Forrester Fruit Salad on Broadband Adoption? And Nielson Talks About the Economics of Podcasting

by Marianne Richmond on July 27, 2006

According to Tech Dirt the headlines of the Forrester Report "China Ahead of US in Broadband Adoption" is another case of apples versus oranges reporting from a major research company. Last week Nielson mixed apples and oranges by comparing those writing blogs to those downloading podcasts.

According to TechDirt, Forrester compared four metropolitan areas in China and compared that with the entire United States to conclude that 41% of Chinese households had broadband compared to 40% of the United States.

TechDirt says that they did some research on their own and put US Broadband adoption at 45% but Chinese adoption at 8%. Their "research of their own" were links to a report by the Pew Internet & American Life Report and Web Site Optimization. Web Site Optimization placed broadband penetration in the US at 44.5% (May 2006) and said that Chinese penetration was 8.6%. However they predict that at a growth rate of 90%, China will jump ahead of the US by late 2006. According to Web Site Optimization,

"Summary: China will pass the US in total broadband subscribers by the end of 2006. The US fell to 19th overall in broadband penetration worldwide, and is in danger of being passed by Slovenia in early 2007. Meanwhile, in December 2005 US broadband penetration broke 65% for the first time among active Internet users."

Frankly, I found the date references at Web Site Optimization confusing as well as references between household penetration and penetration among internet users. That might just be me.

They thank Nielsen//NetRatings, Jupiter Research, Ipsos-Reid, the Korean Ministry of Information and Communication, the International Telecommunication Union, Pew Internet, and the Leichtman Research Group for providing their original data.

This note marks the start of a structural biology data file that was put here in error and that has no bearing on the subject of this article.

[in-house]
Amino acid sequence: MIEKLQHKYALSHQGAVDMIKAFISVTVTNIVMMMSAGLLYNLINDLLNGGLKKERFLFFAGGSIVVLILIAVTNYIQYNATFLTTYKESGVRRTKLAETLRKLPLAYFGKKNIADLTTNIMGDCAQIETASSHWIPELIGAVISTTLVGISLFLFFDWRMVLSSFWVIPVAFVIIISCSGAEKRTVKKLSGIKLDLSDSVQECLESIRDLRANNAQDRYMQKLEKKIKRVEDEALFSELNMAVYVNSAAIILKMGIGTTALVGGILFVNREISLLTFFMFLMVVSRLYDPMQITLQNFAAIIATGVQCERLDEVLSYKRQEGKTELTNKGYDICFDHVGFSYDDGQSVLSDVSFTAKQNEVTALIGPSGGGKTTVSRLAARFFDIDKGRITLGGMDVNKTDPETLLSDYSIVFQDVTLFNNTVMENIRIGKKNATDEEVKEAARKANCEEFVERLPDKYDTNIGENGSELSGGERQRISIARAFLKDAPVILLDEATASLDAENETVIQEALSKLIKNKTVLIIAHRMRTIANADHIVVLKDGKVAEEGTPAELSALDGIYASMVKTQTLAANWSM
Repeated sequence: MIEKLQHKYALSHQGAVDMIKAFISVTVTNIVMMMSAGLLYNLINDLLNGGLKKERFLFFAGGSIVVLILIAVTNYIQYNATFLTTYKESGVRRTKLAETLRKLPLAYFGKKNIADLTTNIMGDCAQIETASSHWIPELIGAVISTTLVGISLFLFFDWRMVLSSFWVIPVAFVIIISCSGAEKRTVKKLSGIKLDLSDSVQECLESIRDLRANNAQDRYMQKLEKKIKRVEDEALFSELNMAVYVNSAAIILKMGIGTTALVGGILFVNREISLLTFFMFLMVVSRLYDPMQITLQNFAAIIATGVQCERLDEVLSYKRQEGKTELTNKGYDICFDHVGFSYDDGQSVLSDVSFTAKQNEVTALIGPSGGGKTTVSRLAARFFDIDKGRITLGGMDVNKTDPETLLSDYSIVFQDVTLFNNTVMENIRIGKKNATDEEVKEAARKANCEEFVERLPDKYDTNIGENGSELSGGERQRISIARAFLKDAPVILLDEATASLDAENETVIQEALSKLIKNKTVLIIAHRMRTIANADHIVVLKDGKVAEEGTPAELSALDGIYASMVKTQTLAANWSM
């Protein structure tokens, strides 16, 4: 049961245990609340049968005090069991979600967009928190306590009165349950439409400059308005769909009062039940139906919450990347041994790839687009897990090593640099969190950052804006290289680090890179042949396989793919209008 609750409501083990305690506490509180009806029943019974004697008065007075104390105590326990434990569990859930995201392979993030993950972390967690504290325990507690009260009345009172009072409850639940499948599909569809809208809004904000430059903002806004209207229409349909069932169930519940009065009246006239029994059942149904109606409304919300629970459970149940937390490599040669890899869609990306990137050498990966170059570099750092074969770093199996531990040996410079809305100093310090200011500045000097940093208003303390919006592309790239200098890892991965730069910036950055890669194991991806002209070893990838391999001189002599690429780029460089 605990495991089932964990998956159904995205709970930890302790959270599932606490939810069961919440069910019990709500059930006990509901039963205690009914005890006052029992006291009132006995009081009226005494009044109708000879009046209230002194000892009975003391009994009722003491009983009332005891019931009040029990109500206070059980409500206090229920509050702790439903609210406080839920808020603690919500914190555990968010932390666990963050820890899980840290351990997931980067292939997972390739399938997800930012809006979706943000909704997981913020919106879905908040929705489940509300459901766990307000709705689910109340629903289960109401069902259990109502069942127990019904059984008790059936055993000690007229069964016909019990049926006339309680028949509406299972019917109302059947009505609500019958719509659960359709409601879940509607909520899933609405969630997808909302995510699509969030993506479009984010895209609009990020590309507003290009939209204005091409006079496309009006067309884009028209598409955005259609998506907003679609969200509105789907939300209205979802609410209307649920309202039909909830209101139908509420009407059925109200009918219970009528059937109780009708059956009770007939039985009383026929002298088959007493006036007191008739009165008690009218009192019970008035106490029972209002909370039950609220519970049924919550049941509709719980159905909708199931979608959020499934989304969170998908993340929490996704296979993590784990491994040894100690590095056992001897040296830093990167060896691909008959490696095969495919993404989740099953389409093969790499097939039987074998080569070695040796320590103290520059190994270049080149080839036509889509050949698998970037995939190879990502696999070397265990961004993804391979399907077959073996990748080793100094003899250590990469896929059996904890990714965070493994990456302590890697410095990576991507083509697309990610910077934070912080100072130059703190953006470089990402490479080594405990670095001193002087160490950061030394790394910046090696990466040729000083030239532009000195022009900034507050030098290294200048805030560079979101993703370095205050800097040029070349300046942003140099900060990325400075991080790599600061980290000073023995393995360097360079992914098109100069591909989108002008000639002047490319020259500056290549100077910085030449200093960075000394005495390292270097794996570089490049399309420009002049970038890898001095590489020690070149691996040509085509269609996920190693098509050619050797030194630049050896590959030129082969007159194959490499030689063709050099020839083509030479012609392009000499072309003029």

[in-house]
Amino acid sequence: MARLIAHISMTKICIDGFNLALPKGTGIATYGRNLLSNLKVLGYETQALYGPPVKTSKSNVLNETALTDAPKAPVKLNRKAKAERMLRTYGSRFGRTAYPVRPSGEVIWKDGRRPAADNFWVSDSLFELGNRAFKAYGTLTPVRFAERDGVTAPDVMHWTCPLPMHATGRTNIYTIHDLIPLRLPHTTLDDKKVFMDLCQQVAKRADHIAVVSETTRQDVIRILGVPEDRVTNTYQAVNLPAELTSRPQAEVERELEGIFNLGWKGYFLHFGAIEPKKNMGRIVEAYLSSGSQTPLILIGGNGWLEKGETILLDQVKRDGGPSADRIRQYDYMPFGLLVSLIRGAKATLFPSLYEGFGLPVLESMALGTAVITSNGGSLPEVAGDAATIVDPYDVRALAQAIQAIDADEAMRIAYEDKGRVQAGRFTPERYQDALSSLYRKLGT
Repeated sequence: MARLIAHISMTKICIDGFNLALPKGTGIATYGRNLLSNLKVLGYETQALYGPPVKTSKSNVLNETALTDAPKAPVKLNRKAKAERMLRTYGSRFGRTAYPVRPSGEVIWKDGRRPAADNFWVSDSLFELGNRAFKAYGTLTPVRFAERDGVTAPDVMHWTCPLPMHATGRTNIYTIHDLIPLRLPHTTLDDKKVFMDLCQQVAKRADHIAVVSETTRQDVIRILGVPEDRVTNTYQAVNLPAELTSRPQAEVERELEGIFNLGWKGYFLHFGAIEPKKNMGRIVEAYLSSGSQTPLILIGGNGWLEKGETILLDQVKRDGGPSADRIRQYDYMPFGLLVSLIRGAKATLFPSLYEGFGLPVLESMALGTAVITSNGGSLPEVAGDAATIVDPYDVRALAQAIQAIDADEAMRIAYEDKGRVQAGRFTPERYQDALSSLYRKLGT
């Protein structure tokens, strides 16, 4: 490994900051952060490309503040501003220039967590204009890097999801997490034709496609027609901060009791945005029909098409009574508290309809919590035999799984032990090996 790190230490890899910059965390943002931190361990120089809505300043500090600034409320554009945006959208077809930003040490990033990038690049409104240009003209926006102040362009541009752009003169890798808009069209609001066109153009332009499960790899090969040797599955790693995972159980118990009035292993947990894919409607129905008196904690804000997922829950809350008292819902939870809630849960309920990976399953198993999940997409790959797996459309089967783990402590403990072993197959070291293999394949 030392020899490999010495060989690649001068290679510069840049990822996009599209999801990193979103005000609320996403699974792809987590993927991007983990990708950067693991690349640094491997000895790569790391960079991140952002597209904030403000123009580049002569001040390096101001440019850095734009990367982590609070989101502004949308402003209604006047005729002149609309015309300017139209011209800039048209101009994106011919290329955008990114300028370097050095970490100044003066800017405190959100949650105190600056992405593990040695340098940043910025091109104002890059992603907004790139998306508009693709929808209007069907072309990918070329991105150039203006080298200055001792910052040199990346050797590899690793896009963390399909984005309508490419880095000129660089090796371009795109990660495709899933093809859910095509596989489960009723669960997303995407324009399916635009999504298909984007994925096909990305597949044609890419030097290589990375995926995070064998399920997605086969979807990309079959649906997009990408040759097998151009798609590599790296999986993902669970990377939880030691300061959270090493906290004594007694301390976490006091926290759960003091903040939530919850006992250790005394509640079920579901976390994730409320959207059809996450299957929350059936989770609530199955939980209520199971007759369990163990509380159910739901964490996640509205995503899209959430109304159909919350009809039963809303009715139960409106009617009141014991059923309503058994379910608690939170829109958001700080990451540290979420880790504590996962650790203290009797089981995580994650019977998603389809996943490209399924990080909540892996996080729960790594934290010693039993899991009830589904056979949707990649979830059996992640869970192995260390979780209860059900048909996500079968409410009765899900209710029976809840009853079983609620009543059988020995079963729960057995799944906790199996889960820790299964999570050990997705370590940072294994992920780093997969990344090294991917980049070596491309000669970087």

TechDirt says that Forrester is playing on US fears of lagging broadband adoptions and falling behind China.

This week Nielson issued another report highlighting the economics of podcasting which contained some interesting data: 6% of those surveyed describe themselves as "regular" downloaders of podcasts and 75% of those "regulars" are male and 38% are listening to less radio.

"Among the key findings:

  • The most successful podcasts are garnering as many as two million downloads a month, enabling them to attract mainstream advertising. An example — Dixie Paper Company now sponsors the Mommycast Podcast Series starring Gretchen Vogelzang and Paige Heninger.
  • Overall, 60% of respondents surveyed said they “always” fast forward past commercials in their podcasts. Women were more likely to fast forward than men, with 67% saying they “always fast forward.”
  • Given the ability to skip commercials, advertisers are already devising more effective means to reach consumers, such as embedding their messages within the program content or having podcast hosts endorse their products and services.
  • The survey found that the average length of the podcasts being listened to was 44 minutes. This may change with the growing popularity of video podcasts, which generally tend to be shorter, said Gerbrandt.
  • Some 72% of respondents who regularly download podcasts say they download an average of one to three podcasts per week. About 10% of all podcast downloaders could be characterized as “heavy users”, downloading 8 or more podcasts a week."

Their reference to blogs this week was in reference to business applications, " Like their largely text-based counterparts — blogs — podcasts are being adapted by a broad range of businesses and organizations."

To note,the Forrester Research on podcasting written by Charlene Li published in March 2006 reported that 25% of online consumers expressed interest in podcasting. Well, I would not even attempt to compare "regular" to "expressed interest" but suffice it to say…podcast is a word we should know.

The message to advertisers from the Nielson Podcasting Research? The ad model is dead, long live the ad model….

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